military or security institutions: up to 2 years (if committed by a
Turkish citizen abroad: to be increased one-third).


tually Turks or Turkic. They spoke Turkish or rather a Turkic dialect
and
> introduced their customs, cuisine etc to India. In the end they were
> assimilated by India but that is another story. And for your

information
> King Farouk of Egypt grew up in a household where Turkish was the

everyday
> language spoken. In fact King Farouk's father visited Cyprus in the

30s and
> my father was assigned to be his guide during his visit and they

spoke in
> Turkish even though both knew English. According to my father they

engaged
> in long personal conversations on the ex-King's yacht which was

actually a
> large steamer. Turkish was the ex-King's "mother tongue". King Farouk

was
> the first of that line of kings who spoke French at home no doubt due

to his
> education. Up to the time of his father who was ousted by the

British at
> the time, Turkish was the language spoken in the palaces of the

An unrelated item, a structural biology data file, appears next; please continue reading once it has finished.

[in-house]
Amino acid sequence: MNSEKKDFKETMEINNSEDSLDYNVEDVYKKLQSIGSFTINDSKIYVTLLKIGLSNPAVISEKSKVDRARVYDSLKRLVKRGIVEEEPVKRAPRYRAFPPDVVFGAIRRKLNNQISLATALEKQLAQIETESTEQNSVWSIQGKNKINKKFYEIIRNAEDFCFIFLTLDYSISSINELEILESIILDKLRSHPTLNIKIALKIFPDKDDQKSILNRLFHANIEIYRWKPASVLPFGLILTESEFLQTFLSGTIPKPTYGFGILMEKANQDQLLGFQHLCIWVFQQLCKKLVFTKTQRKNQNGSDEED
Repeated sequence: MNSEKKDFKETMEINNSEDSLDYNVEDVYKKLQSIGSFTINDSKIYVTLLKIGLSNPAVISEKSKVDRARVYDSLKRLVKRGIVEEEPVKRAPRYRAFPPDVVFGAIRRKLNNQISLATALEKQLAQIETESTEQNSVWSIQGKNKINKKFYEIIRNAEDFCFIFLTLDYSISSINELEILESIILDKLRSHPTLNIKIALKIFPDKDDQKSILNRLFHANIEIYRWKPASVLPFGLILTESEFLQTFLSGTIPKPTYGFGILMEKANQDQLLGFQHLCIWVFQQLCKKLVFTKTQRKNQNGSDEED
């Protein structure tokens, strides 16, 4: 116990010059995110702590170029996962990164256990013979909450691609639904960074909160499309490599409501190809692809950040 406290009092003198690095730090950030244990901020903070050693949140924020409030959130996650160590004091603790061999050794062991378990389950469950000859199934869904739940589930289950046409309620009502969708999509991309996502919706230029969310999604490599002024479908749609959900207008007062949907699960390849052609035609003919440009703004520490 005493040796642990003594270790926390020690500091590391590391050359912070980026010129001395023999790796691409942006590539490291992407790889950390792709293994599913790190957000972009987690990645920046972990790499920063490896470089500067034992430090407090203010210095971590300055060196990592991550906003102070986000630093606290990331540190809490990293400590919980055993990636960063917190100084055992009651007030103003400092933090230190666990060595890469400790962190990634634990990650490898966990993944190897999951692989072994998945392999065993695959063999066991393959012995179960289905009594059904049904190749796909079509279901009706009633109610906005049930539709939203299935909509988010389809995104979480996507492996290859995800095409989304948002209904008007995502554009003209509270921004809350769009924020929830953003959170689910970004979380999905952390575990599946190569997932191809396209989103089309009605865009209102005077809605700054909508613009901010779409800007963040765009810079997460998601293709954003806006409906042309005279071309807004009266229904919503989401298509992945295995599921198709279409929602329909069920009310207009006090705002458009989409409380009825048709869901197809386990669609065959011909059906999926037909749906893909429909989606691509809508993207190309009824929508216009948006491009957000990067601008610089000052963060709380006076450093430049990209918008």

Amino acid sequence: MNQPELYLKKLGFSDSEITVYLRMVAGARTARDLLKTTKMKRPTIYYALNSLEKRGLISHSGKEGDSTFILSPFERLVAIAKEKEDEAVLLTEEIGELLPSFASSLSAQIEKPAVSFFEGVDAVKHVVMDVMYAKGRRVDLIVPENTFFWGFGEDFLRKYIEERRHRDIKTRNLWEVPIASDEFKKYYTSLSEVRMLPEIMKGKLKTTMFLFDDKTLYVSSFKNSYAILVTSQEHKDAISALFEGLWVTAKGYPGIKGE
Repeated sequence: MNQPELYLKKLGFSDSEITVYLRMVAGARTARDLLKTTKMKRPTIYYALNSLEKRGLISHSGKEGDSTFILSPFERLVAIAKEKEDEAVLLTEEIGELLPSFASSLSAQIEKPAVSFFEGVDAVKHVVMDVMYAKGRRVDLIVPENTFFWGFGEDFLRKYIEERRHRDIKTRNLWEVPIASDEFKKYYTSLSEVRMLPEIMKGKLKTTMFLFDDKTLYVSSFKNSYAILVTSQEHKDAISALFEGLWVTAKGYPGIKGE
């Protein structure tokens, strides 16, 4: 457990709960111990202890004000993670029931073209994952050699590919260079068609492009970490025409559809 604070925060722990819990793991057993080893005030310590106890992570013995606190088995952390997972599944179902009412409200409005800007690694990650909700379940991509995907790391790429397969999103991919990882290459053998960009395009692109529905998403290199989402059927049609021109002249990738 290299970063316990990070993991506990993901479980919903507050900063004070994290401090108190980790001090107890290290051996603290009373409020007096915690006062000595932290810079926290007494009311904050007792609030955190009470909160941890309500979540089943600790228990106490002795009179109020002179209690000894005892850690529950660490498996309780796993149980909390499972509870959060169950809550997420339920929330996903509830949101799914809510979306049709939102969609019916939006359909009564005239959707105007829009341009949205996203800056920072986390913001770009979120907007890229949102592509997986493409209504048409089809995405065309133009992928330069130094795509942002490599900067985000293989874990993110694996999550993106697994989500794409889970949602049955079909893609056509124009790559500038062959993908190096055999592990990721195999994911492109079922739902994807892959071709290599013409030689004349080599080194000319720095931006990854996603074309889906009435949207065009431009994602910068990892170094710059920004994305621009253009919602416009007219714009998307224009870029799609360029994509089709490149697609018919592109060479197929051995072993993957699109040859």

Egyptian
> Royal household. I am sure that that family have also been

assimilated into
> the Egyptian society -- apart from those who left Egypt, of course.
>
> During his visit the unruly ex-King who was ousted by the British in

favor
> or his son Farouk, the spoilt brat, was also invited to a dinner laid

in his
> honor by the Kykko Monastery. When everybody was seated they were all
> waiting for the King to start eating but he kept sitting still and

after a
> while the Abbot leaned toward him to tell him that everybody was

waiting for
> him to start whereupon the ex-King asked but where is Mr So-and-So? I

can't
> start eating without him being with us, whereupon the abbot quickly

sent
> somebody to fetch my brother from the other dining hall for the run

of the
> mill monks to the dining hall of the hierarchs. Sometimes, I feel

that I
> should have got my father to talk into a Walkman to relate his

memoirs. And
> he certainly knew a lot of people and a lot of things that would have

made
> quite an interesting book of memoirs. But there, how many of us ever

get
> round to doing the important things in life as we sp through with

life?
>
> Sorry, I know I am going a bit at a tangent, a bit off the main topic

but
> hopefully what I have written will show to you that the use of the

Turkish
> language is more widespread in the world that you probably are aware